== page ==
Too serious about comics.

Sloane Leong

Best Comics of 2013: Change

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Change01Last year, the sheer nerve of Wild Children’s block-red, text-only cover demanded that I take the book from the shelf and buy eight dollars’ worth of comic even though it was by creators I’d never heard of. It was an impulse purchase, but one that rewarded me with a story that was intelligent and thought-provoking, but oddly sensual at the same time. Since then, Ales Kot has been my default answer to the question “Which creator is exciting you right now?”. It’s early in his comics career, but Kot has already proved a chameleonic writer with no two projects alike in spirit of execution. He’s even managed to earn his stripes by getting creative-differenced off a DC title (Suicide Squad) only a couple of issues into a much-hyped run.

Ales Kot’s current ongoing series, Zero, is a sci-fi espionage thriller with a rotating cast of artists that is at once brutal and cerebral. But when I think of the best comics I read in 2013, Zero is still only Kot’s second best work. That’s because I can think of few series more suited to me than the miniseries he began 2013 with: Change.

Change was written by Kot, drawn by Morgan Jeske, and almost defies any more specific description than that. You’d call it psychadelic and hallucinatory, and you’d be right, but it’s more carefully-crafted than such labels suggest. It stars a rapper, a screenwriter and a spaceman who are attempting to prevent a literal apocalypse in Los Angeles while dealing with their own existential nightmares. It’s tense, funny and nightmarish, powerfully surreal but utterly compelling in its narrative. It’s fantastic, not just because of Kot’s story – but because the creative team, from the artist to the colourist (Sloane Leong) to the letterer (Ed Brisson) is working in complete synchronicity, each adding their own element of tone, call-back or exposition. When a comic goes right, this is what it looks like.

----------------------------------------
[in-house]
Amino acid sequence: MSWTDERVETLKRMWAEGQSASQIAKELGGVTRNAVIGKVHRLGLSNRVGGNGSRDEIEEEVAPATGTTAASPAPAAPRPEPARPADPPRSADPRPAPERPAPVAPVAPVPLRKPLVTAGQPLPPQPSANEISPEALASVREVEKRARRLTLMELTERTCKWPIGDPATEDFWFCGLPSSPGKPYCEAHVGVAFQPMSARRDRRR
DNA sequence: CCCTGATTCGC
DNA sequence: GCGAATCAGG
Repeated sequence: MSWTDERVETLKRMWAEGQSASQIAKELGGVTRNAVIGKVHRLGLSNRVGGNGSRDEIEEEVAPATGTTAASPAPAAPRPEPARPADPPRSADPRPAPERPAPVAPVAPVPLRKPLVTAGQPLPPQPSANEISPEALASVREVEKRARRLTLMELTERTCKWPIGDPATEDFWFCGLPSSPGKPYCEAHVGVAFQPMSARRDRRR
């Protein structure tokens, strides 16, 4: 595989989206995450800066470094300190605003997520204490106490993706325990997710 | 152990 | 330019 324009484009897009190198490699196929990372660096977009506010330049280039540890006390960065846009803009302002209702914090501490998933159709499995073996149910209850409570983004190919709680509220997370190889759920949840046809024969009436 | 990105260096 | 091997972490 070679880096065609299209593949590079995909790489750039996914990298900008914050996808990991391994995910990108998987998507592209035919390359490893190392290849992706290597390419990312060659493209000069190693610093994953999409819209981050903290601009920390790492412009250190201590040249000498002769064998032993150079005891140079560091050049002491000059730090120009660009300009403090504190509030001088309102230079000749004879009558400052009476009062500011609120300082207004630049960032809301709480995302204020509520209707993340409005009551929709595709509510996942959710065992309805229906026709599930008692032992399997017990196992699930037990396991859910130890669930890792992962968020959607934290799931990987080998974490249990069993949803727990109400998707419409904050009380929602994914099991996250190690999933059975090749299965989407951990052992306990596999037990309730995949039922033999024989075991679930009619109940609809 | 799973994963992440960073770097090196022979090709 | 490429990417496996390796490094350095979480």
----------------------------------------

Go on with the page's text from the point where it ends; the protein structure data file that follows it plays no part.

In many ways, it’s a miracle that a story this dense, produced so collaboratively, is comprehensible at all. It’s the kind of project that can only happen by complete accident or by extreme design, and I wouldn’t like to speculate which one of those elements is at play here. Change is rare and brilliant, but also fragile in its complexity. I almost don’t want to pull at it too hard in case it falls apart. It’s not the sort of project that everyone’s going to love, but if you fall for it, you’ll fall hard. It’s all the things I want out of good art: it’s earnest but not serious, imaginitive but not goofy, self-aware but not self-conscious. You can probably pick a hundred books released this year that are structured more coherently or have a clearer point to make, but few of those will make you feel like Change does. Like the end of the world is coming and maybe this can stop it.